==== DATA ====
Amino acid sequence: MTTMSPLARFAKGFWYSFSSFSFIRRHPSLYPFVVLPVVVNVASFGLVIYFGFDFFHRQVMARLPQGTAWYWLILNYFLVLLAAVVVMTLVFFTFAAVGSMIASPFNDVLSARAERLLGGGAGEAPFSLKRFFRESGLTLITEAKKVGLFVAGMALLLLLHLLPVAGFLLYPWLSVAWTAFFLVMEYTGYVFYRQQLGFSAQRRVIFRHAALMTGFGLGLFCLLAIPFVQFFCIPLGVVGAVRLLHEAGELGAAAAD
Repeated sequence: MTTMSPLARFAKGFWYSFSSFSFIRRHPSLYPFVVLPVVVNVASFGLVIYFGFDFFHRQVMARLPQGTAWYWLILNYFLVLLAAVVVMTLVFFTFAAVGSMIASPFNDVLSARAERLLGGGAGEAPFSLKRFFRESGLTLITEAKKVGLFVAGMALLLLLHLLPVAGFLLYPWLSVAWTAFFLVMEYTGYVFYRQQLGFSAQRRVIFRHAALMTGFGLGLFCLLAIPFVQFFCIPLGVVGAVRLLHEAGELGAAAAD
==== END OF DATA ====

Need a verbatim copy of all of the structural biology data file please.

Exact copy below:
Amino acid sequence: MTTMSPLARFAKGFWYSFSSFSFIRRHPSLYPFVVLPVVVNVASFGLVIYFGFDFFHRQVMARLPQGTAWYWLILNYFLVLLAAVVVMTLVFFTFAAVGSMIASPFNDVLSARAERLLGGGAGEAPFSLKRFFRESGLTLITEAKKVGLFVAGMALLLLLHLLPVAGFLLYPWLSVAWTAFFLVMEYTGYVFYRQQLGFSAQRRVIFRHAALMTGFGLGLFCLLAIPFVQFFCIPLGVVGAVRLLHEAGELGAAAAD
Repeated sequence: MTTMSPLARFAKGFWYSFSSFSFIRRHPSLYPFVVLPVVVNVASFGLVIYFGFDFFHRQVMARLPQGTAWYWLILNYFLVLLAAVVVMTLVFFTFAAVGSMIASPFNDVLSARAERLLGGGAGEAPFSLKRFFRESGLTLITEAKKVGLFVAGMALLLLLHLLPVAGFLLYPWLSVAWTAFFLVMEYTGYVFYRQQLGFSAQRRVIFRHAALMTGFGLGLFCLLAIPFVQFFCIPLGVVGAVRLLHEAGELGAAAAD